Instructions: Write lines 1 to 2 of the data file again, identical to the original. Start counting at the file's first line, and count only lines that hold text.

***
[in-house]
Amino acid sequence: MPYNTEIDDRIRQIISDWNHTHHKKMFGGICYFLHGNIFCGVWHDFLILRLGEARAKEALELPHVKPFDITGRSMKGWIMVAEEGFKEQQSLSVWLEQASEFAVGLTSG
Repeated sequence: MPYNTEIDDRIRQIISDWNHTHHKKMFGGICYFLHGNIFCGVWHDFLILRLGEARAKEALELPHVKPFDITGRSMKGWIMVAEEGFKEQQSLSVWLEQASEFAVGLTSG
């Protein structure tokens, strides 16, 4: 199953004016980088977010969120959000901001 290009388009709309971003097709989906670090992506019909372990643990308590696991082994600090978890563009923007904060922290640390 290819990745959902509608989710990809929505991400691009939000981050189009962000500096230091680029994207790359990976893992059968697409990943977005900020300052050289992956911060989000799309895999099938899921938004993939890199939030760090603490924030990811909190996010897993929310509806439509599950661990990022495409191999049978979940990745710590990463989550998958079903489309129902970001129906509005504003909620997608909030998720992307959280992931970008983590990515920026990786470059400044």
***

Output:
[in-house]
Amino acid sequence: MPYNTEIDDRIRQIISDWNHTHHKKMFGGICYFLHGNIFCGVWHDFLILRLGEARAKEALELPHVKPFDITGRSMKGWIMVAEEGFKEQQSLSVWLEQASEFAVGLTSG